Exact Solutions > Interesting Papers > N.A. Kudryashov. Seven common errors in finding exact solutions of nonlinear differential equations > 5. Fourth error... Seven common errors in finding exact solutions of nonlinear differential equations

 (5.1) 
Let us assume that Eq. (5.1) is autonomous and this equation admits the shift of the independent variable (where C_{2} is an arbitrary constant). This means that the constant C_{2} added to the variable in Eq.(5.1) does not change the form of this equation. In this case Eq.(5.1) is invariant under the shift of the independent variable.
Taking this property into account, we obtain the advantage for the solution of Eq. (5.1). If we know a solution of Eq. (5.1), then for the autonomous equation we have a solution of this equation with additional arbitrary constant .
The main feature of the autonomous equation is that the fact that the solution is more general, then .
The error discussed often leads to a huge amount of different expressions for the solutions of nonlinear differential equations instead of choosing one solution with an arbitrary constant .
The application of the tanh  function method [28, 29, 30] for finding the exact solutions allows us to have the special solutions of nonlinear differential equations as a sum of hyperbolic tangents . However for the autonomous equation such types of the solutions can be taken as the more general solution in the form .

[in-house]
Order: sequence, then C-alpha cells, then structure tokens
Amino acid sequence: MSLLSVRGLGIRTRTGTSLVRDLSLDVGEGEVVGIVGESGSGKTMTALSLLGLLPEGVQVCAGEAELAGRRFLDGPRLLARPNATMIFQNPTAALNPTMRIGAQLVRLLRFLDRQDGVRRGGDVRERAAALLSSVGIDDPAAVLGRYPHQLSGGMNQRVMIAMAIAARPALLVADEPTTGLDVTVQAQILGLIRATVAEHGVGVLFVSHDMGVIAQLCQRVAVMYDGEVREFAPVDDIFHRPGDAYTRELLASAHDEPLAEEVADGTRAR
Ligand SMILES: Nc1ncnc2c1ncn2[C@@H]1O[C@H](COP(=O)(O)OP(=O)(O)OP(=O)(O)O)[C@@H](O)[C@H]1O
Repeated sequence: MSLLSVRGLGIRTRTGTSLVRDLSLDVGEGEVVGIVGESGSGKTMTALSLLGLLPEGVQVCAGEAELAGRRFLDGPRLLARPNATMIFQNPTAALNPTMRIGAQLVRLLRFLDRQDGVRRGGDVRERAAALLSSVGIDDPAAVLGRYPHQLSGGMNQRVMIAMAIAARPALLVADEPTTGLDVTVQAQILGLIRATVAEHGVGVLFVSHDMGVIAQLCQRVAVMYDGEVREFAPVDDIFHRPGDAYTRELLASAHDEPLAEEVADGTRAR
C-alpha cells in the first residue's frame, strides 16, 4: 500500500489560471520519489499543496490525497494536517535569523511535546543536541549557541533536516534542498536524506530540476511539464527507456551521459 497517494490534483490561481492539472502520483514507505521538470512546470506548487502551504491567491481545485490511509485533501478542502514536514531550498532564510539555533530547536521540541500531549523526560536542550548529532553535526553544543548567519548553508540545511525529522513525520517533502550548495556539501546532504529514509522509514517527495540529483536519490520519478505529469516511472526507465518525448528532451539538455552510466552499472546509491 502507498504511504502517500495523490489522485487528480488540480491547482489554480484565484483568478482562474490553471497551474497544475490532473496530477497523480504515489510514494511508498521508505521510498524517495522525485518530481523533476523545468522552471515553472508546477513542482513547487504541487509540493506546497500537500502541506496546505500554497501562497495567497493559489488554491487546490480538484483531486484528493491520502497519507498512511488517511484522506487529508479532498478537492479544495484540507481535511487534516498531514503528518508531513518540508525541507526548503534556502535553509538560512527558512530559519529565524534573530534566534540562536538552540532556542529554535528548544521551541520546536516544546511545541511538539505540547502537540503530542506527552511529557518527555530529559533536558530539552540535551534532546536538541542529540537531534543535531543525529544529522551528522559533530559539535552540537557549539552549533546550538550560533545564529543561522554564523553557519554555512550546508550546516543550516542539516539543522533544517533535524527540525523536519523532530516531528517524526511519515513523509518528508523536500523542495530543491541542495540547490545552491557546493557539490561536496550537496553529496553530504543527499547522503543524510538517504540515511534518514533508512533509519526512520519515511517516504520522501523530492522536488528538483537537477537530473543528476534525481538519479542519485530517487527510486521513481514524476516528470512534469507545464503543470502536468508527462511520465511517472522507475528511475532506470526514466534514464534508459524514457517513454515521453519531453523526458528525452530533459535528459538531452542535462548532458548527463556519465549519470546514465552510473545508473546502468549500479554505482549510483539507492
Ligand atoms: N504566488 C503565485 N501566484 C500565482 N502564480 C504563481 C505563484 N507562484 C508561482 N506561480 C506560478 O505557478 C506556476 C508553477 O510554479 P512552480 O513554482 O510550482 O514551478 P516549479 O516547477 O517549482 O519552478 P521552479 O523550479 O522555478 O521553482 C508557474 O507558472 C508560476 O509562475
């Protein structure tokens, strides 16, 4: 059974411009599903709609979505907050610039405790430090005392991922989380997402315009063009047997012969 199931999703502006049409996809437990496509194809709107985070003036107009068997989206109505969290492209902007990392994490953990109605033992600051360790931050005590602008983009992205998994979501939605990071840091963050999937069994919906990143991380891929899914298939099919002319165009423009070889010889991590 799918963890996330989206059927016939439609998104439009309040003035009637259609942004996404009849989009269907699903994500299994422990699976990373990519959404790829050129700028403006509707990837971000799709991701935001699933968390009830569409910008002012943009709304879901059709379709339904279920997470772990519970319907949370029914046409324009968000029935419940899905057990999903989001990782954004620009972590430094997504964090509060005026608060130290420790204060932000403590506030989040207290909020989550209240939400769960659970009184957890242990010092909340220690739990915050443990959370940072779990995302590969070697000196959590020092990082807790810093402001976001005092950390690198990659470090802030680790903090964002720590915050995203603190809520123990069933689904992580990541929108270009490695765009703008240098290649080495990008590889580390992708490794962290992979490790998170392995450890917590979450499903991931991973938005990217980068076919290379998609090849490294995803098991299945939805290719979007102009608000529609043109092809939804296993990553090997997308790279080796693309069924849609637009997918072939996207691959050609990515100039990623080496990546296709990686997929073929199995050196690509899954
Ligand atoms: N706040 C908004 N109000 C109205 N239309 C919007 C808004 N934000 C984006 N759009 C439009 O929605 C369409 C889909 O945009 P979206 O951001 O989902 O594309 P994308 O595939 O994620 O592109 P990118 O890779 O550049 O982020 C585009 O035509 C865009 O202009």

Example 4a. Solution of the Riccati equation
 (5.2) 
Eq. (5.2) is of the first order, therefore the general solution of Eq. (5.2) depends on the only arbitrary constant. We can meet a lot of ”different” solutions of Eq. (5.2). For example
 (5.3) 
 (5.4) 
 (5.5) 
 (5.6) 
In fact, the general solution of Eq. (5.2) takes the form
 (5.7) 
All solutions (5.3)  (5.6) can be obtained from the general solution (5.7) of the Riccati equation, because of the following equalities
 (5.8) 
Example 4b. Solution of the Cahn  Hilliard equation by Ugurlu and Kaya [57]
 (5.9) 
Eq.(5.9) was considered in [57] by means of the modified extended tanh  function method by Ugurlu and Kaya. Using the travelling wave
 (5.10) 
the authors obtained the exact solutions of the equation
 (5.11) 
They found eight solutions of Eq.(5.11) at c = 1. Six solutions are the following
 (5.12) 
 (5.13) 
 (5.14) 
However all these solutions can be written as the only solution with an arbitrary constant z_{0}
 (5.15) 
Note, that Eq.(5.11) at c = 1 takes the form
 (5.16) 
Twice integrating Eq.(5.16) with respect to z, we have
 (5.17) 
where C_{1} and C_{2} are arbitrary constants. At C_{1} = 0 the solution of Eq.(5.17) is expressed via the Jacobi elliptic function.
Example 4c. Solution of the KdV  Burgers equation by Soliman [51]
 (5.18) 
Using the travelling wave and ”the modified extended tanh  function method” the author [51] obtained four solutions of Eq.(5.18). Three of them take the form
 (5.19) 
 (5.20) 
 (5.21) 
All these solutions can be written in the form
 (5.22) 
Assuming in (5.22), we obtain solution (5.20). In the case in (5.22) we have solution (5.19). Taking into account the formulae
 (5.23) 
 (5.24) 
we can transform solution (5.22) into solution (5.21).